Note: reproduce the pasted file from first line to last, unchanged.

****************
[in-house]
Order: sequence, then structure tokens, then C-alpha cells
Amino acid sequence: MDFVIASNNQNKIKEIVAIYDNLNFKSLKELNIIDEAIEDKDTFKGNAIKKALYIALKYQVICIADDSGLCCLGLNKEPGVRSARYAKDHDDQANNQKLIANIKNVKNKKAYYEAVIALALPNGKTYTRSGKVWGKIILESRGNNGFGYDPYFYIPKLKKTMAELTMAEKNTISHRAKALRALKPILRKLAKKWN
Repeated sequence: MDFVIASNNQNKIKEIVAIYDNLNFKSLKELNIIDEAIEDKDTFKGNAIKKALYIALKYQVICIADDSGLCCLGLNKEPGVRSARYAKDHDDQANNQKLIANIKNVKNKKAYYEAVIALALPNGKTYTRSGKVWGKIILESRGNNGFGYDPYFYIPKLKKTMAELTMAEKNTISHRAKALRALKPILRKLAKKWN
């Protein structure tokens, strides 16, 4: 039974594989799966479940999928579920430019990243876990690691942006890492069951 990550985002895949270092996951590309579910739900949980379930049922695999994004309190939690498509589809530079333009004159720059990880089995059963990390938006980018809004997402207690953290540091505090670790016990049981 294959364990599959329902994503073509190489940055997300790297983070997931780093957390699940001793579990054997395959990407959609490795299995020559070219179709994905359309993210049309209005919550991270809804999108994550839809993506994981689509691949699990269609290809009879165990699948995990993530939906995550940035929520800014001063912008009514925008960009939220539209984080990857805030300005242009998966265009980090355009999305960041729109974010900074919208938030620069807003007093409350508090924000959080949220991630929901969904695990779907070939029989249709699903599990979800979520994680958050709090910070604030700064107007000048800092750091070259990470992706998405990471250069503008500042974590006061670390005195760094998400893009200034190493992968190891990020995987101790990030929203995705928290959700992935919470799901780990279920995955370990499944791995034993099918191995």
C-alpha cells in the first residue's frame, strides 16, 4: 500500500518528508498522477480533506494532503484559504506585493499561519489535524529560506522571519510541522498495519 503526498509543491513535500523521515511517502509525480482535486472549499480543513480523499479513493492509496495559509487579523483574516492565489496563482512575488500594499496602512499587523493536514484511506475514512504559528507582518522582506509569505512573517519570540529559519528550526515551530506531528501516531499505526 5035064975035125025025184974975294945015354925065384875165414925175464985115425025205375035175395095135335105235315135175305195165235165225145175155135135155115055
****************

[in-house]
Order: sequence, then structure tokens, then C-alpha cells
Amino acid sequence: MDFVIASNNQNKIKEIVAIYDNLNFKSLKELNIIDEAIEDKDTFKGNAIKKALYIALKYQVICIADDSGLCCLGLNKEPGVRSARYAKDHDDQANNQKLIANIKNVKNKKAYYEAVIALALPNGKTYTRSGKVWGKIILESRGNNGFGYDPYFYIPKLKKTMAELTMAEKNTISHRAKALRALKPILRKLAKKWN
Repeated sequence: MDFVIASNNQNKIKEIVAIYDNLNFKSLKELNIIDEAIEDKDTFKGNAIKKALYIALKYQVICIADDSGLCCLGLNKEPGVRSARYAKDHDDQANNQKLIANIKNVKNKKAYYEAVIALALPNGKTYTRSGKVWGKIILESRGNNGFGYDPYFYIPKLKKTMAELTMAEKNTISHRAKALRALKPILRKLAKKWN
């Protein structure tokens, strides 16, 4: 039974594989799966479940999928579920430019990243876990690691942006890492069951 990550985002895949270092996951590309579910739900949980379930049922695999994004309190939690498509589809530079333009004159720059990880089995059963990390938006980018809004997402207690953290540091505090670790016990049981 294959364990599959329902994503073509190489940055997300790297983070997931780093957390699940001793579990054997395959990407959609490795299995020559070219179709994905359309993210049309209005919550991270809804999108994550839809993506994981689509691949699990269609290809009879165990699948995990993530939906995550940035929520800014001063912008009514925008960009939220539209984080990857805030300005242009998966265009980090355009999305960041729109974010900074919208938030620069807003007093409350508090924000959080949220991630929901969904695990779907070939029989249709699903599990979800979520994680958050709090910070604030700064107007000048800092750091070259990470992706998405990471250069503008500042974590006061670390005195760094998400893009200034190493992968190891990020995987101790990030929203995705928290959700992935919470799901780990279920995955370990499944791995034993099918191995």
C-alpha cells in the first residue's frame, strides 16, 4: 500500500518528508498522477480533506494532503484559504506585493499561519489535524529560506522571519510541522498495519 503526498509543491513535500523521515511517502509525480482535486472549499480543513480523499479513493492509496495559509487579523483574516492565489496563482512575488500594499496602512499587523493536514484511506475514512504559528507582518522582506509569505512573517519570540529559519528550526515551530506531528501516531499505526 5035064975035125025025184974975294945015354925065384875165414925175464985115425025205375035175395095135335105235315135175305195165235165225145175155135135155115055